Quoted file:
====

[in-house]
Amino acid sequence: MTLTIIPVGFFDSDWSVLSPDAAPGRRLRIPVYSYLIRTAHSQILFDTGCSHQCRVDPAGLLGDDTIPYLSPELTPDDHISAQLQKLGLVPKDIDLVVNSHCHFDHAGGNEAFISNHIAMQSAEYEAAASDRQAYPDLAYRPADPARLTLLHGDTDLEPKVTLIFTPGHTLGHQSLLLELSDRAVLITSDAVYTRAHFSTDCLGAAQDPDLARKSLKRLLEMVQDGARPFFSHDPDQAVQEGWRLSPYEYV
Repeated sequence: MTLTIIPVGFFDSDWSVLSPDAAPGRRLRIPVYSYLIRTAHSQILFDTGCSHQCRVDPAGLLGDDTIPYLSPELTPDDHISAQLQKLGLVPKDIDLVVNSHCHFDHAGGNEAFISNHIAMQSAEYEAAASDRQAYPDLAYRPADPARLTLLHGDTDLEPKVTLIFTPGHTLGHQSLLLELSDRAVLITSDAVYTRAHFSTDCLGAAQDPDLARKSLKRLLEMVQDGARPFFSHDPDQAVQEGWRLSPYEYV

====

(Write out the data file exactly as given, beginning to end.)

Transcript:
[in-house]
Amino acid sequence: MTLTIIPVGFFDSDWSVLSPDAAPGRRLRIPVYSYLIRTAHSQILFDTGCSHQCRVDPAGLLGDDTIPYLSPELTPDDHISAQLQKLGLVPKDIDLVVNSHCHFDHAGGNEAFISNHIAMQSAEYEAAASDRQAYPDLAYRPADPARLTLLHGDTDLEPKVTLIFTPGHTLGHQSLLLELSDRAVLITSDAVYTRAHFSTDCLGAAQDPDLARKSLKRLLEMVQDGARPFFSHDPDQAVQEGWRLSPYEYV
Repeated sequence: MTLTIIPVGFFDSDWSVLSPDAAPGRRLRIPVYSYLIRTAHSQILFDTGCSHQCRVDPAGLLGDDTIPYLSPELTPDDHISAQLQKLGLVPKDIDLVVNSHCHFDHAGGNEAFISNHIAMQSAEYEAAASDRQAYPDLAYRPADPARLTLLHGDTDLEPKVTLIFTPGHTLGHQSLLLELSDRAVLITSDAVYTRAHFSTDCLGAAQDPDLARKSLKRLLEMVQDGARPFFSHDPDQAVQEGWRLSPYEYV